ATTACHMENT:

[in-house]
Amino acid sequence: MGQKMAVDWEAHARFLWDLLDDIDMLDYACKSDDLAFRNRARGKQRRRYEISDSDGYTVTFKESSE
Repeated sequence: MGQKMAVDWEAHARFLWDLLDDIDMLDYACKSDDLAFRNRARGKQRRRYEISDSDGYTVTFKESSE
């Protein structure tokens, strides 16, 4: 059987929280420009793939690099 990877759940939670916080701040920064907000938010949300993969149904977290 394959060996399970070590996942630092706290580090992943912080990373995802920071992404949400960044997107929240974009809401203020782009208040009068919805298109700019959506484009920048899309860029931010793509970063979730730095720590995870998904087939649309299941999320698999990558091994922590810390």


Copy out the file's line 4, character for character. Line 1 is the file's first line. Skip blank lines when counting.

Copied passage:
């Protein structure tokens, strides 16, 4: 059987929280420009793939690099 990877759940939670916080701040920064907000938010949300993969149904977290 394959060996399970070590996942630092706290580090992943912080990373995802920071992404949400960044997107929240974009809401203020782009208040009068919805298109700019959506484009920048899309860029931010793509970063979730730095720590995870998904087939649309299941999320698999990558091994922590810390």